Getting the basic movement was pretty easy – pressing fire causes an impulse which make the jetboard fly dead straight for a certain distance (so it’s easier to aim). Getting the player to jump and return to the board was also very straightforward (there’s a bunch of scenarios you have to think about but none of them present and major issues).

What wasn’t so simple was getting the ‘jump’ animation for the player to work. As the jump movement is done in code it’s very hard to preview this in Photoshop so I felt I was kind of working blindly. My first effort (which took ages) wasn’t too awful but felt more like a weird mid-air run than a jump...



..in the end I had to make the animation sequence fairly complex – we start with a kind of ‘run’ movement which is played again in part as the player reaches the zenith of the jump, the anim then transitions to a ‘descent’ position which is held until the player lands back on the board. When he lands a short ‘spring’ animation is played.



I’m pleased with the way this works now though I’m sure it could still be better and will gladly take any comments! I messed around with the frame timings a lot. Will probably come back to it but it’s time to move on.

Next up – probably adding some really simple enemies to test targeting and a simple lose life/new life loop.

Dev Time: 1.5 days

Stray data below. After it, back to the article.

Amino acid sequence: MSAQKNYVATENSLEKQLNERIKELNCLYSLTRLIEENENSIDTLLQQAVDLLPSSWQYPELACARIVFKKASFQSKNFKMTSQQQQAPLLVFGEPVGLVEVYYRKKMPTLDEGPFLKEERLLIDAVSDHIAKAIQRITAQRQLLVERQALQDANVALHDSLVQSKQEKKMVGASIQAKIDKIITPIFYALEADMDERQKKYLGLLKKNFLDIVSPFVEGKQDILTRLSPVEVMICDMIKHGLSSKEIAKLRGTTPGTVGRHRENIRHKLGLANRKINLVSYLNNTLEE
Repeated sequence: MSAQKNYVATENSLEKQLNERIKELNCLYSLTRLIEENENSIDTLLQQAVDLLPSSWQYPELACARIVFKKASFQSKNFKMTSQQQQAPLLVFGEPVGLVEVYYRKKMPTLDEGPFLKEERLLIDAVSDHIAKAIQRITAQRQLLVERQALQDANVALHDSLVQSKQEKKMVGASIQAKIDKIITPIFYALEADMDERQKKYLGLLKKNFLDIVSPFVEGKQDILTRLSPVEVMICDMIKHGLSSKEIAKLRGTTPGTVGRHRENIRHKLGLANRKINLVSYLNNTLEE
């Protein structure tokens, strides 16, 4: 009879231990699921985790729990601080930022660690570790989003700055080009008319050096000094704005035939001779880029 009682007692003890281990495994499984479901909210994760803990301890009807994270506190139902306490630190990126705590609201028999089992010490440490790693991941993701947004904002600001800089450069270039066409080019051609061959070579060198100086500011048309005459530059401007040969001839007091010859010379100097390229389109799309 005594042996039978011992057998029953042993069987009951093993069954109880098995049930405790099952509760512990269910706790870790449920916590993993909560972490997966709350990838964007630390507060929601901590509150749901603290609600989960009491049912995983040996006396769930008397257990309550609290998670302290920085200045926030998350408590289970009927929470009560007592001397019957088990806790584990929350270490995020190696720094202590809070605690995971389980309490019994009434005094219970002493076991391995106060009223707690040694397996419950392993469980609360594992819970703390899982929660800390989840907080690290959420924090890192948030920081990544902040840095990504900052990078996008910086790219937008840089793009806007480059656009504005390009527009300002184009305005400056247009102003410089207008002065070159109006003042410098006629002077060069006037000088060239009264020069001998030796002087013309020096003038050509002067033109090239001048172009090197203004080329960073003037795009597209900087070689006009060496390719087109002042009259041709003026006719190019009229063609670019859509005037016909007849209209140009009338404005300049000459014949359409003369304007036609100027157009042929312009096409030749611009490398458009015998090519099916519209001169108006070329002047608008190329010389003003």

Total Dev Time: approx 6 days
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« Reply #2 on: December 21, 2015, 09:01:10 am »

When I code I have a tendency to ‘potter’ – that is, I’ll start off with the aim of doing something and end up getting distracted by various side-tasks along the way. Much as one might do when gardening!

So in this case I started off trying to get my first simple enemy done and ended up getting sidetracked into writing a particle generator to handle explosions and other FX in the game.

Consequently my initial enemy is still looking pretty crappy. I’m not happy with it at all actually. God this pixel art stuff is harder than it looks! All I wanted was a simple spinning ‘mine’ type thing that will remain largely static as a dumb target. The first attempt was OK but somehow looked wrong compared to the main character – like I was using too many colours or something, not contrasty enough. So I tried again giving it two ‘eyes’ this time and adding another frame to the animation. Still looks crap and now the animation looks all wrong too, like it’s not really spinning correctly. I know – even with four years at art school I should stick to code!